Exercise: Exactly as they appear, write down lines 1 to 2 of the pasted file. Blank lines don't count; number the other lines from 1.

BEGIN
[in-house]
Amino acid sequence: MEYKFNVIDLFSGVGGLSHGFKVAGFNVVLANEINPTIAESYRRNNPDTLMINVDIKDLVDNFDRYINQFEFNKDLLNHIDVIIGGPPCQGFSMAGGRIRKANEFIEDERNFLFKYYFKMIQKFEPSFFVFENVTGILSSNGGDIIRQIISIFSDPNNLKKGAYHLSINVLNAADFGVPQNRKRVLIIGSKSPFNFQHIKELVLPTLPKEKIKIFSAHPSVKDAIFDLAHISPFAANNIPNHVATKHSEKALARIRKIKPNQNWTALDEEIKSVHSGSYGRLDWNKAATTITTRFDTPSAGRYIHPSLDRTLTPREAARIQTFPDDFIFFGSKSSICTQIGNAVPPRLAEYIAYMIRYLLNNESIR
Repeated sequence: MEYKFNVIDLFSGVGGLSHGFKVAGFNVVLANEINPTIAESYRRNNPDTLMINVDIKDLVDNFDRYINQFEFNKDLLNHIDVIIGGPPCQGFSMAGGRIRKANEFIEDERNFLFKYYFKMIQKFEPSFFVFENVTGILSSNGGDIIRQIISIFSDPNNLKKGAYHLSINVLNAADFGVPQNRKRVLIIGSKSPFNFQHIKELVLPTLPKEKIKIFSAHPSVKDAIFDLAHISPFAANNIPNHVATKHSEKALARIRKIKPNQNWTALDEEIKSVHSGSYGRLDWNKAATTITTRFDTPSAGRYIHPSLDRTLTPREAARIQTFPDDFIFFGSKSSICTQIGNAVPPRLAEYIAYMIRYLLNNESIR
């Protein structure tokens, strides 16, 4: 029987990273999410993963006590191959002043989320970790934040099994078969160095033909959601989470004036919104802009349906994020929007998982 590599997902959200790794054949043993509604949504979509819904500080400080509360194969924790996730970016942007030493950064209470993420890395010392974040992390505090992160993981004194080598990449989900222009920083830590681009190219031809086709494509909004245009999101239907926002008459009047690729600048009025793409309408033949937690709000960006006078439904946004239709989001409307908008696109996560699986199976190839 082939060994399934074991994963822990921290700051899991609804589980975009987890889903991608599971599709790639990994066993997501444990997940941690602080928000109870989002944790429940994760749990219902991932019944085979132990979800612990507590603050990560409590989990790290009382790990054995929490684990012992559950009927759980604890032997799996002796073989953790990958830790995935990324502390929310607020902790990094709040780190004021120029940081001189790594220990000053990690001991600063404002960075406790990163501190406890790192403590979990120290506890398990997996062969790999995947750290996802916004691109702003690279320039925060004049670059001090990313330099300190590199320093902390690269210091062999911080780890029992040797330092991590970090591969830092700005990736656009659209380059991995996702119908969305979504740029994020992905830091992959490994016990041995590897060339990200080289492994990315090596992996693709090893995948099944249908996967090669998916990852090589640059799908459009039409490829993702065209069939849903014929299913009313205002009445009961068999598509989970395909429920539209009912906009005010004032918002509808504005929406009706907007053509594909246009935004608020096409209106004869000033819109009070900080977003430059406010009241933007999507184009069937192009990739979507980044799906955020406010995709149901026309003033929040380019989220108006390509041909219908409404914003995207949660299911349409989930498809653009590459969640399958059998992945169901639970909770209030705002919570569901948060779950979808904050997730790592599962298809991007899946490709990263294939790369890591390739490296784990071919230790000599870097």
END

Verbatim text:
[in-house]
Amino acid sequence: MEYKFNVIDLFSGVGGLSHGFKVAGFNVVLANEINPTIAESYRRNNPDTLMINVDIKDLVDNFDRYINQFEFNKDLLNHIDVIIGGPPCQGFSMAGGRIRKANEFIEDERNFLFKYYFKMIQKFEPSFFVFENVTGILSSNGGDIIRQIISIFSDPNNLKKGAYHLSINVLNAADFGVPQNRKRVLIIGSKSPFNFQHIKELVLPTLPKEKIKIFSAHPSVKDAIFDLAHISPFAANNIPNHVATKHSEKALARIRKIKPNQNWTALDEEIKSVHSGSYGRLDWNKAATTITTRFDTPSAGRYIHPSLDRTLTPREAARIQTFPDDFIFFGSKSSICTQIGNAVPPRLAEYIAYMIRYLLNNESIR